After a week of speculation AstraZeneca (AZN) officially announced plans to eliminate thousands of jobs as part of a restructuring designed to save the company $1.6 billion annually by 2014. The 7,300 jobs being slashed will amount to nearly a 12 percent reduction in the company’s workforce. Approximately 3,750 jobs will be eliminated in the sales and marketing and assorted administrative operations groups, 2,200 positions will be axed from research and development, and 1,300 cuts will come from operations, says the company. Among R&D cuts, the Neuroscience department took perhaps the biggest hit, as the drugmaker detailed its intent to form a ‘virtual’ neuroscience Innovative Medicines unit that will include only a small team of scientists who will work on discovery and development externally with academic and industry partners.
A former safety consultant to Takeda Pharmaceuticals (OTC:TKPHF) has accused the company of deliberately neglecting to inform physicians that some of its drugs cause serious side effects when taken with other medications. Takeda’s actions resulted in many prescriptions for Takeda drugs to be written unnecessarily and caused Medicare and Medicaid to overpay for the medications, according to a lawsuit. The former safety consultant, Helen Ge, alleges that though she was hired by Takeda to review adverse events regarding its gout treatment, Uloric, the company knowingly hid the information about Uloric’s interactions for economic gain. By failing to report the adverse interactions Takeda was able to continue to market its drug as advantageous to an older medication known as allopurinol, which was about 97 percent cheaper than Uloric per pill.
Johnson & Johnson (JNJ) received a blow when the U.K.’s cost-effective agency, the National Institute for Health and Clinical Excellence, issued a guidance recommending against the use of Zytiga, the company’s prostate cancer drug. The ruling comes even after J&J offered a discount on the expensive drug. “Zytiga is a drug that could potentially extend life by more than three months, compared with placebo. However, it is an expensive drug and the independent advisory committee that made this decision did not feel the drug provided enough benefit to patients to justify the price…even with the discount that the manufacturer has offered.” Zytiga costs about $5,000 a month.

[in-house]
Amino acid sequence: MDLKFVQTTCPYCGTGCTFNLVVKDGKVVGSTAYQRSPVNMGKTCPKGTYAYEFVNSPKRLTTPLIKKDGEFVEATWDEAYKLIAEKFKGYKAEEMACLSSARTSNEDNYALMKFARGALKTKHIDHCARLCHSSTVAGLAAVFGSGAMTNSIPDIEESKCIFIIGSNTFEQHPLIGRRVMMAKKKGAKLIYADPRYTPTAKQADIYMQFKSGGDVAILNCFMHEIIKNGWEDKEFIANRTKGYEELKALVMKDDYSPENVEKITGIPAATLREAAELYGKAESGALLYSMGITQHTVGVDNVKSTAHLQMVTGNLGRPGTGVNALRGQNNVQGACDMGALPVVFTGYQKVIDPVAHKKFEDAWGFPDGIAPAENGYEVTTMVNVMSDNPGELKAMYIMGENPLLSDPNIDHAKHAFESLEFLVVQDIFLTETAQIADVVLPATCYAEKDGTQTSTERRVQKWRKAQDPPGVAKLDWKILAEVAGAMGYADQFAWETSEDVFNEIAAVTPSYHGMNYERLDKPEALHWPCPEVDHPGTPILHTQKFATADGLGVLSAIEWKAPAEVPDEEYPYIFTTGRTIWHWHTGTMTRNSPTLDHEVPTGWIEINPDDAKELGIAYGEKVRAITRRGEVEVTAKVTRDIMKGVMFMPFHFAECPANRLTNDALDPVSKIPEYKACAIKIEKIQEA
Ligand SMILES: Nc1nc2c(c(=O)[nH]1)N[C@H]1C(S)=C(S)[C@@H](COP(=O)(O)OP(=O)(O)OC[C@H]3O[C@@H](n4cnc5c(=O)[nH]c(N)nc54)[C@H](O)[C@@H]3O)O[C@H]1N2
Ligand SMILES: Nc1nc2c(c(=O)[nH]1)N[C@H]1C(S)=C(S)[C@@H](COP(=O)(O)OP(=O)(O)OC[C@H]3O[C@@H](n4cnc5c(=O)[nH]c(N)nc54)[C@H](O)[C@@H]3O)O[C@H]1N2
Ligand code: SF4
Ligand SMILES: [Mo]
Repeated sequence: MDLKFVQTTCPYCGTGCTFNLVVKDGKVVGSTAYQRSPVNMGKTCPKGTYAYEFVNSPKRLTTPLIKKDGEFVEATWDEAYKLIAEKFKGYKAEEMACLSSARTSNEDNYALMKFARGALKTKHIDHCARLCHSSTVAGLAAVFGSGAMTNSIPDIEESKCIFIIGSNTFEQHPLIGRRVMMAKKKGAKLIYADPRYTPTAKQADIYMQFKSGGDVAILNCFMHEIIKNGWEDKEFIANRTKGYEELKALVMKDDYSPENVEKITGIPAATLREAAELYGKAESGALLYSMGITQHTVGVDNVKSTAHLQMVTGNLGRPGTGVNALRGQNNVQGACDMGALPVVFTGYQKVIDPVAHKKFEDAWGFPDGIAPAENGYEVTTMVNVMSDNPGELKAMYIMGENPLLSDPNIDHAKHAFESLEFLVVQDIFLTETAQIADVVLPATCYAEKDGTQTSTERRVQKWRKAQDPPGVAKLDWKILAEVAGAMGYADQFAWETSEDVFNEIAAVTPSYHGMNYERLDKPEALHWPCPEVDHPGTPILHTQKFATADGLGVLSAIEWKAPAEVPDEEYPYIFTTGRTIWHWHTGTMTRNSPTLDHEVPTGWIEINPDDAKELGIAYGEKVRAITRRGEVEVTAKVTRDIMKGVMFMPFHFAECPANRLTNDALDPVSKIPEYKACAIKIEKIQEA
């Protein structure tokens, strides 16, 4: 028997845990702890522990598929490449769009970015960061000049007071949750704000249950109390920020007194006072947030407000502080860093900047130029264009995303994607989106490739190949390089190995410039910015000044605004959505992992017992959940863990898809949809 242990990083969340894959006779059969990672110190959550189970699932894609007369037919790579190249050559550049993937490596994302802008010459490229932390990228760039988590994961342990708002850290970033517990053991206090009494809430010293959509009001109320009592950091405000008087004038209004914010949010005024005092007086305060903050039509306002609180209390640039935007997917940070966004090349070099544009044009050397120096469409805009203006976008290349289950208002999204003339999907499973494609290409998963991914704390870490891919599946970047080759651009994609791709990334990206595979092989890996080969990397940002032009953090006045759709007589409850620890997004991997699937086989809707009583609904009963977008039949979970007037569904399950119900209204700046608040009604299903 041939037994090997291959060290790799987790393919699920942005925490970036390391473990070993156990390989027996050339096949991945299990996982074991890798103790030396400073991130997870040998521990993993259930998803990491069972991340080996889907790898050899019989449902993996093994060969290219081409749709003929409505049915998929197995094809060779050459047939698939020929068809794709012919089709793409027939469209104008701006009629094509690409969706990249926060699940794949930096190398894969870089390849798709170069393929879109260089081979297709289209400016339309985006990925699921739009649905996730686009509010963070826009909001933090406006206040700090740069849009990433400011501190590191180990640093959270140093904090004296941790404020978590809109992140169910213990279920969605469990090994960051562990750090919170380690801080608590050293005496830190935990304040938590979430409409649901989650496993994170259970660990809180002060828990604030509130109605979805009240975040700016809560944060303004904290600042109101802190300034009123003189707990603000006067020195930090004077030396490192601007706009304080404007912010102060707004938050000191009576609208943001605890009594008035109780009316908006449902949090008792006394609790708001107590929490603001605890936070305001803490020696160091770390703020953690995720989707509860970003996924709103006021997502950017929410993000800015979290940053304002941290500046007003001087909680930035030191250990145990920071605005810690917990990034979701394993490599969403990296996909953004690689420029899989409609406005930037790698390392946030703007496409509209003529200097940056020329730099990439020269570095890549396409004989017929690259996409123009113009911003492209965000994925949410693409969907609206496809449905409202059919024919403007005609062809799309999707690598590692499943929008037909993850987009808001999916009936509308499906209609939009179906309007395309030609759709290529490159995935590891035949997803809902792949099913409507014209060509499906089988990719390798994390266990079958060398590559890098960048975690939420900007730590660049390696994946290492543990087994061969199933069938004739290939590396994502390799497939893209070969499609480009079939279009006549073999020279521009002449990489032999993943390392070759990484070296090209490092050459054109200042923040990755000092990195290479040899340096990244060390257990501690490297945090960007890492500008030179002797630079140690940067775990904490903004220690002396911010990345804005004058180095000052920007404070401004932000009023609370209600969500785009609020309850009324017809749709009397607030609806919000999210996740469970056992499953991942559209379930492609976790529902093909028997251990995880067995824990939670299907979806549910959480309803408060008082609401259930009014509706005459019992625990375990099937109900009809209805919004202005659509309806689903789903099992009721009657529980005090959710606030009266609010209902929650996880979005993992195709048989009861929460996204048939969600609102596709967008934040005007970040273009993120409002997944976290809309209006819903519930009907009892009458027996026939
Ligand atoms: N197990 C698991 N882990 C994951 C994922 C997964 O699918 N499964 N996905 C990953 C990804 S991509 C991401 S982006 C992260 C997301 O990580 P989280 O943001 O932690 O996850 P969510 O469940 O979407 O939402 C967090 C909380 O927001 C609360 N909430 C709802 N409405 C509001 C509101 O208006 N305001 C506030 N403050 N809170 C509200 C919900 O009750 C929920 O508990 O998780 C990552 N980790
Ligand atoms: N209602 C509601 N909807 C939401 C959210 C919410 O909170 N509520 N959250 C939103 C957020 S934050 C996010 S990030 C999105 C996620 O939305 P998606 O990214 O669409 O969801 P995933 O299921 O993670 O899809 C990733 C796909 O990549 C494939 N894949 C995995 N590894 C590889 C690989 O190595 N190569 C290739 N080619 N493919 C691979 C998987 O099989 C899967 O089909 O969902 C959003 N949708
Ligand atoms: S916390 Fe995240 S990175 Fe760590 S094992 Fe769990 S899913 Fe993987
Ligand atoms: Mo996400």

BioSante Pharmaceuticals (BPAX) announced that it will lay off 21 full-time employees and contractors in light of recent underwhelming top-line results from a late-stage trial on its female libido gel, LibiGel. Along with the nearly 25 percent reduction in workforce as a means of saving cash, BioSante is also hoping to find an in-licenser or find an exit through a merger and acquisition deal. “We are committed to rebuilding BioSante in order to maximize value for our company and shareholders. Although we are disappointed about the recently reported LibiGel results, we are optimistic about the future of BioSante,” says BioSante CEO Stephen Simes.
Pfizer (PFE) voluntarily recalled a batch of birth control packs after discovering that pills had been mixed up inside the packages, putting women at risk for unintended pregnancies. The company pulled 14 lots of its Lo/Ovral-28 tablets and 14 lots of a generic version of the birth control medication. In all, about 1 million packs were withdrawn from the market. Though the mix up doesn’t present any immediate health threat, the company still advises that consumers start using non-hormonal forms of birth control. “As a result of this packaging error, the daily regimen for these oral contraceptives may be incorrect and could leave women without adequate contraception. Consumers exposed to affected packaging should begin using a non-hormonal form of contraception immediately,” says Pfizer.
A group of former U.S. Food and Drug Administration scientists and doctors are suing the agency for tracking their personal emails after they had acted as whistleblowers and informed Congress that the agency was approving cancer-screening devices that they believed posed health risks to patients. The FDA began intercepting the employees’ communications with Congress through their personal Gmail accounts in 2009 and continued doing so for two years, according to the lawsuit. Though FDA computers post a visible warning to users, explaining that they should have “no reasonable expectation of privacy,” the plaintiffs believe the FDA violated their constitutional privacy rights by monitoring personal email accounts for the purpose of eavesdropping on activity that they claim was lawful.
Sweden’s Orexo was dealt a blow when Johnson & Johnson terminated the firms’ anti-inflammatory collaboration. Orexo had formed a pact with the healthcare giant’s Janssen unit focused on two drug development programs for the treatment of asthma, chronic obstructive pulmonary disease, and inflammatory disease. Orexo’s CEO, Anders Lundstrom, said that J&J’s decision was a disappointment and that the company no longer has the capital necessary to continue development of the programs on their own, forcing the company to shut them down. Had Orexo been able to meet certain milestones, the deal could have brought in $600 million.
Merrimack Pharmaceuticals postponed its initial public offering due to poor
market conditions, according to IPO research website Renaissance Capital. Merrimack had originally filed its S-1 in July 2011. With five potential treatments for cancer in clinical trials the company had planned on selling 16,666,667 shares of common stock at a target offering price range of $8 and $10 with the hopes of raising $150 million.